Tips on reading your results

It’s important that your results are interpreted by the doctor or healthcare provider who requested the tests as they need to be considered in the context of all the other information available. Something can be flagged as abnormal but be perfectly OK for you in your present situation.  


Here are some basic pointers to help you understand your results. Read on to learn more about:

  • How to read cumulative reports that give the results of tests that are conducted over a period of time to monitor your health condition.
  • How abnormal results are shown on your report.
  • How results are compared against reference intervals – a range of test results deemed normal for the general population.
  • How abnormal results do not necessarily mean you are unwell.

Who prepares your test results report?

The pathology report is a medical document produced by the pathology practice that performs your tests.  All pathology reports contain certain compulsory information that is essential for interpreting your results. Individual pathology laboratories often add their own information which can vary in the way it is presented.

Your tests will have been performed by scientists and/or pathologists.  The pathologist-in-charge is responsible for your report. These are medical doctors who specialise in interpreting test results and observing biological changes to make a diagnosis. The pathologist is available to discuss your results with your doctor.

Sample reports 

  1. Full Blood Count 
    Here is a cumulative report for Full Blood Count results. A cumulative report gives results from tests that have been repeated over a period of time so that a patient’s condition can be monitored to see if it is improving.

This is a 17-year-old girl Alicia Smith,  who first came to her family doctor in mid-April 2022 complaining of very heavy periods and tiredness.  


Column 1The Full Blood Count measures various components in the blood. These are listed in the first column on the left.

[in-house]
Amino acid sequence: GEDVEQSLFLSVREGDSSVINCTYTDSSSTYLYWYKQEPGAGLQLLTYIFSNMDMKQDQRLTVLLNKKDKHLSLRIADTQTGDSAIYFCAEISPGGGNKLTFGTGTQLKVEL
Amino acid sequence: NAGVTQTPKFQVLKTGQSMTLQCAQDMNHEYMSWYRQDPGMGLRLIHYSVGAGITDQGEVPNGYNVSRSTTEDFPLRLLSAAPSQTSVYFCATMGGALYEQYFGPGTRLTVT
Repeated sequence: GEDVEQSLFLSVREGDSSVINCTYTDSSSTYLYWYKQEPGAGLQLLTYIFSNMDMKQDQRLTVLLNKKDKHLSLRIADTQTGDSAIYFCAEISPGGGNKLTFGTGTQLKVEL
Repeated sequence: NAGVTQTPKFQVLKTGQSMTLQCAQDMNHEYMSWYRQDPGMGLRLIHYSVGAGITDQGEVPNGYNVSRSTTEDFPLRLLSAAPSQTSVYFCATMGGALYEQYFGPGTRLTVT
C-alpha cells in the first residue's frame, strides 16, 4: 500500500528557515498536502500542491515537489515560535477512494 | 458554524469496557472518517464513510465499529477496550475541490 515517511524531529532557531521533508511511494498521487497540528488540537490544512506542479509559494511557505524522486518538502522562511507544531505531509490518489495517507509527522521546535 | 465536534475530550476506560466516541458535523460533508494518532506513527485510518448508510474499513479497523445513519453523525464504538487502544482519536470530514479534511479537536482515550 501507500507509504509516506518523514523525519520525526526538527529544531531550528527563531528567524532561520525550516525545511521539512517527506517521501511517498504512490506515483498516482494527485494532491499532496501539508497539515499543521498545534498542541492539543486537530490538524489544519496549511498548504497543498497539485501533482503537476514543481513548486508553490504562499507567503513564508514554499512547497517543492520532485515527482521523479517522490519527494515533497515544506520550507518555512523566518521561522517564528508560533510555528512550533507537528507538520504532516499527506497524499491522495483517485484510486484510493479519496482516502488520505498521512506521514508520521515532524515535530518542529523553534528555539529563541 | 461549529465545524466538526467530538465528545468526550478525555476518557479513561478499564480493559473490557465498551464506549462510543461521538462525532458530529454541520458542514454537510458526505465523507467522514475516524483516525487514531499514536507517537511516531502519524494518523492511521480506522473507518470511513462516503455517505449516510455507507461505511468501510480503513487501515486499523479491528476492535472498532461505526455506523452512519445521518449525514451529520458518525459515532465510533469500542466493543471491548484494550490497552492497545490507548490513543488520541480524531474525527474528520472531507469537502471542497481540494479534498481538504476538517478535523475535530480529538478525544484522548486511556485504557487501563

Column 2These are the results of the first blood test that Alicia had on 15 April 2022.
Column 3These are the results from the second time Alicia had her blood tested on 18 May 2022.
Column 4This column, coloured blue, shows Alicia’s latest test results.
Column 5This shows the reference interval – the range of results that are deemed normal for the general population. Alicia’s results are compared against this to decide whether they are normal, high or low.
Column 6These are the units that are being measured by this particular laboratory


Things to notice

  • The abnormal results in this report are clearly marked in red and have a letter after them to show whether they are high (H) or low (L).  
  • The results show a low haemoglobin, low haematocrit, low RCC (red cell count) and low MCV (mean cell volume) all of which are typical of iron deficiency anaemia and which would have been caused by the heavy periods. You will see that there are two other abnormal results – high monocytes on the 18/May/22 and low lymphocytes on the 23/Jul/22.
  • If you look at the reference intervals, you will see that these results are only just outside the limits and both of them are normal on the other two occasions tested.
  • These abnormal results are almost certainly not clinically significant. If you have enough tests done it is very likely that one or more results will fall just outside the reference range by chance. More technical information on reference intervals All that is red is not always really abnormal.


  1. HbA1c 

The HbA1c test a blood test that is used to diagnose and monitor type 2 diabetes.  It is used to show how well diabetes has been controlled over the previous few months before the blood sample is tested. This report shows the results of a 70-year old man James Smith with type 2 diabetes. 


These results show changes in HbA1c at about six-monthly intervals. Abnormal results are shown in red followed with H for high. Underneath the results is information provided by the laboratory to help interpret the results.

Things to notice
The results show a steady improvement in control of the diabetes with the final HbA1c in the non-diabetic range. This final result may or may not be a good thing in this elderly man. Sometimes if treatment is too strict, blood sugar levels may fall to very low levels at times and this is potentially dangerous. The key here is communication with the doctor and diabetes educator. Target HbA1c levels should be personalised for each patient.

Take home points

Abnormal results
These sample lab reports clearly mark abnormal results by printing them in a different colour and following them with an indicator showing whether they are high (H) or low (L).
However, some labs may show them in other ways. There will always be some indicator of an abnormal result, most commonly an H for high or L for low but some labs may use other marks such as # or * signs to indicate the result is outside the reference range.

If in doubt, talk to your doctor as test results need to be interpreted in the context of all the other information available.

Reference intervals
Reference intervals, also known as reference ranges, are a way of comparing your test results with those considered normal for the general population.
It is important that you only use the reference range on the report from the lab that performed the analysis and not from any other source. This is because reference intervals can differ between laboratories for the same tests. More technical detail on reference intervals.


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